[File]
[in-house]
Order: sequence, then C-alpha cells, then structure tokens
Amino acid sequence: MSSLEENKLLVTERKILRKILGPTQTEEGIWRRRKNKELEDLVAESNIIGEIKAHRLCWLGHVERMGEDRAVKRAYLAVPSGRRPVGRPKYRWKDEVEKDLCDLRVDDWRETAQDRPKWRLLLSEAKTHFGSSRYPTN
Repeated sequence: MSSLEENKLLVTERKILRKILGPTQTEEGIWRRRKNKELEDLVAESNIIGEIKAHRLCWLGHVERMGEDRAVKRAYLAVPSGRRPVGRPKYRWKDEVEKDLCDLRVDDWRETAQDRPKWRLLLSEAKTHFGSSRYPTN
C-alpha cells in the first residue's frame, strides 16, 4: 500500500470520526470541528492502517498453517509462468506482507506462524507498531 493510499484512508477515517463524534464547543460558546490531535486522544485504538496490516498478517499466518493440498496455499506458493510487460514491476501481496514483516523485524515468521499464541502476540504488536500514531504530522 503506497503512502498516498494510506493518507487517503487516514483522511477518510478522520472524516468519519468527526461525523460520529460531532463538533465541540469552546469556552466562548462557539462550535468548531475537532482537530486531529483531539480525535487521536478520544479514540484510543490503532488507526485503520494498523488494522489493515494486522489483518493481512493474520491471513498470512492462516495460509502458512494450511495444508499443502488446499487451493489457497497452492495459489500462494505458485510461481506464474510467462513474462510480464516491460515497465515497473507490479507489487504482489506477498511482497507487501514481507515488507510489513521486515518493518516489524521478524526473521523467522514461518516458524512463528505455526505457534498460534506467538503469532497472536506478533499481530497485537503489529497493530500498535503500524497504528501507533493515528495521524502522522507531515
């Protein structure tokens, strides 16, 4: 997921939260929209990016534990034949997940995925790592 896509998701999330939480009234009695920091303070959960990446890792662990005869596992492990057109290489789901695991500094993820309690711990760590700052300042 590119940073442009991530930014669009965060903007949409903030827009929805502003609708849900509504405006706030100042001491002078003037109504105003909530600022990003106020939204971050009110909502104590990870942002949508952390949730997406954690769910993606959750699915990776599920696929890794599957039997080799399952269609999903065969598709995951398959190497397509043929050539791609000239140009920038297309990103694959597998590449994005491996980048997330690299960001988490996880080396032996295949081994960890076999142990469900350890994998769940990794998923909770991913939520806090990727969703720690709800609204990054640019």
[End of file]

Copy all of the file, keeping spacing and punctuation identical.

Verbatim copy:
[in-house]
Order: sequence, then C-alpha cells, then structure tokens
Amino acid sequence: MSSLEENKLLVTERKILRKILGPTQTEEGIWRRRKNKELEDLVAESNIIGEIKAHRLCWLGHVERMGEDRAVKRAYLAVPSGRRPVGRPKYRWKDEVEKDLCDLRVDDWRETAQDRPKWRLLLSEAKTHFGSSRYPTN
Repeated sequence: MSSLEENKLLVTERKILRKILGPTQTEEGIWRRRKNKELEDLVAESNIIGEIKAHRLCWLGHVERMGEDRAVKRAYLAVPSGRRPVGRPKYRWKDEVEKDLCDLRVDDWRETAQDRPKWRLLLSEAKTHFGSSRYPTN
C-alpha cells in the first residue's frame, strides 16, 4: 500500500470520526470541528492502517498453517509462468506482507506462524507498531 493510499484512508477515517463524534464547543460558546490531535486522544485504538496490516498478517499466518493440498496455499506458493510487460514491476501481496514483516523485524515468521499464541502476540504488536500514531504530522 503506497503512502498516498494510506493518507487517503487516514483522511477518510478522520472524516468519519468527526461525523460520529460531532463538533465541540469552546469556552466562548462557539462550535468548531475537532482537530486531529483531539480525535487521536478520544479514540484510543490503532488507526485503520494498523488494522489493515494486522489483518493481512493474520491471513498470512492462516495460509502458512494450511495444508499443502488446499487451493489457497497452492495459489500462494505458485510461481506464474510467462513474462510480464516491460515497465515497473507490479507489487504482489506477498511482497507487501514481507515488507510489513521486515518493518516489524521478524526473521523467522514461518516458524512463528505455526505457534498460534506467538503469532497472536506478533499481530497485537503489529497493530500498535503500524497504528501507533493515528495521524502522522507531515
């Protein structure tokens, strides 16, 4: 997921939260929209990016534990034949997940995925790592 896509998701999330939480009234009695920091303070959960990446890792662990005869596992492990057109290489789901695991500094993820309690711990760590700052300042 590119940073442009991530930014669009965060903007949409903030827009929805502003609708849900509504405006706030100042001491002078003037109504105003909530600022990003106020939204971050009110909502104590990870942002949508952390949730997406954690769910993606959750699915990776599920696929890794599957039997080799399952269609999903065969598709995951398959190497397509043929050539791609000239140009920038297309990103694959597998590449994005491996980048997330690299960001988490996880080396032996295949081994960890076999142990469900350890994998769940990794998923909770991913939520806090990727969703720690709800609204990054640019």